18th Sunday in Ordinary Time, Year B
Basilica of the National Shrine of the Assumption of the Blessed Virgin Mary, Baltimore
Aug. 4, 2018
A Word of Welcome to the Knights of Columbus
Dear friends, this afternoon we are blessed to welcome the Knights of Columbus to America’s First Cathedral, the Basilica of the Assumption: The Supreme Knight, Carl Anderson and his wife, Dorian; the officers and board members and their wives; Maryland State Deputy, Dale Trotta and his wife, Linda; Past State Deputy of Maryland and Chairman of the Convention, Steve Cohen and his wife, Vicki; and we welcome the leadership of the Knights of Columbus in the State of Maryland and far beyond.
Happily, the City of Baltimore was chosen as the site for the 136th Supreme Convention of the Knights of Columbus.
It is my joy and privilege to serve as Supreme Chaplain of the Knights of Columbus.
It is not just a large organization but rather, a family of faith, built on charity, unity, fraternity, and love of country.
My long association with the Knights has greatly strengthened me in striving to live my vocation as a priest and bishop and I am indeed grateful.
Let’s give the family of the Knights of Columbus a very warm Baltimore welcome!
Two Priestly Exemplars of the Bread of Life Gospel
Let me now invite all of you, dear friends, to see tonight’s Gospel, on the Bread of Life through the eyes of two wonderful and saintly priests who were also brother knights.
The first is Father Michael J. McGivney himself, the priest who founded the Knights of Columbus in New Haven, CT, in 1882. The second is Monsignor Art Valenzano, the previous pastor of this Basilica. Let us indeed see Jesus’ Bread of Life discourse through their eyes and then reflect for a moment on what their witness means to you and me.
The Venerable Father Michael J. McGivney
The first priest, as I mentioned, is Father Michael J. McGivney, the founder of the Knights of Columbus. Actually, if we would give him his due, he is the Venerable Michael J. McGivney, because his cause for sainthood is underway, such a good and holy priest was he.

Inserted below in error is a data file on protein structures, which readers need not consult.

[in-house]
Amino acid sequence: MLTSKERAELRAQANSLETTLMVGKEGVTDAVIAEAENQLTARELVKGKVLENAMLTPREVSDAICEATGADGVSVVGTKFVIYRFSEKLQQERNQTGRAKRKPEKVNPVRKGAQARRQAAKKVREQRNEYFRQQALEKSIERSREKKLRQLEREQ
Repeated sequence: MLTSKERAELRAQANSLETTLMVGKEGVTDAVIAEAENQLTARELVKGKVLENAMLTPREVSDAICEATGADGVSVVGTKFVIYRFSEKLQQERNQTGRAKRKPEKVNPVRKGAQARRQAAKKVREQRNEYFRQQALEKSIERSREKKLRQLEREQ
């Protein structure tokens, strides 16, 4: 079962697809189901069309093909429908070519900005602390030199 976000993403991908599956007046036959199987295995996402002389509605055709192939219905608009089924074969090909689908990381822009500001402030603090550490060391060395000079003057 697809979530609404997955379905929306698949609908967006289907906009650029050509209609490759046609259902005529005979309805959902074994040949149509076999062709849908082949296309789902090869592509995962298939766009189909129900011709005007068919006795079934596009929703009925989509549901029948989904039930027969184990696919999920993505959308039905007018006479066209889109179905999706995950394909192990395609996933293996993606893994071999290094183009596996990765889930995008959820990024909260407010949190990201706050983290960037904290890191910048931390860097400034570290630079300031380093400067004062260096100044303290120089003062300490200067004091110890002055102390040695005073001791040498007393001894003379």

On December 22nd, 1877, in this Basilica, just a few feet from this pulpit, Father McGivney was ordained a priest by then-Archbishop James Gibbons.
These are among the words Archbishop Gibbons uttered at Father McGivney’s ordination: “Vouchsafe, Lord, to consecrate and sanctify these hands by this unction and our blessing. That whatsoever they shall bless may be blessed and whatsoever they shall consecrate be consecrated and sanctified, in the name of Our Lord Jesus Christ.”
Handing him the paten and chalice prepared for the offering of the Eucharist, Archbishop Gibbons said to young Michael McGivney: “Receive the power to offer the sacrifice to God and to celebrate the Mass for the living as well as for the dead. In the name of the Lord.”
How those words of Archbishop Gibbons, spoken in the power of the Holy Spirit, pierced, transformed and set aflame the soul of young Michael McGivney.
He rose from this sanctuary, where he had lain prostrate, and went forth as preeminently a man of the Eucharist and thus a priest overflowing with pastoral charity.
With the Eucharist, the Sacrament of Charity, at the center of his life, Father McGivney offered his life to God and spend his whole life preaching, teaching, celebrating the Sacraments, engaging his parishioners, caring for them in their needs, walking with them through thick and thin.
And in the process he saw the needs for a fraternal organization to help the men of his parish be better followers of Jesus, better husbands and fathers, and to enable them to continue providing for their families in the event of death.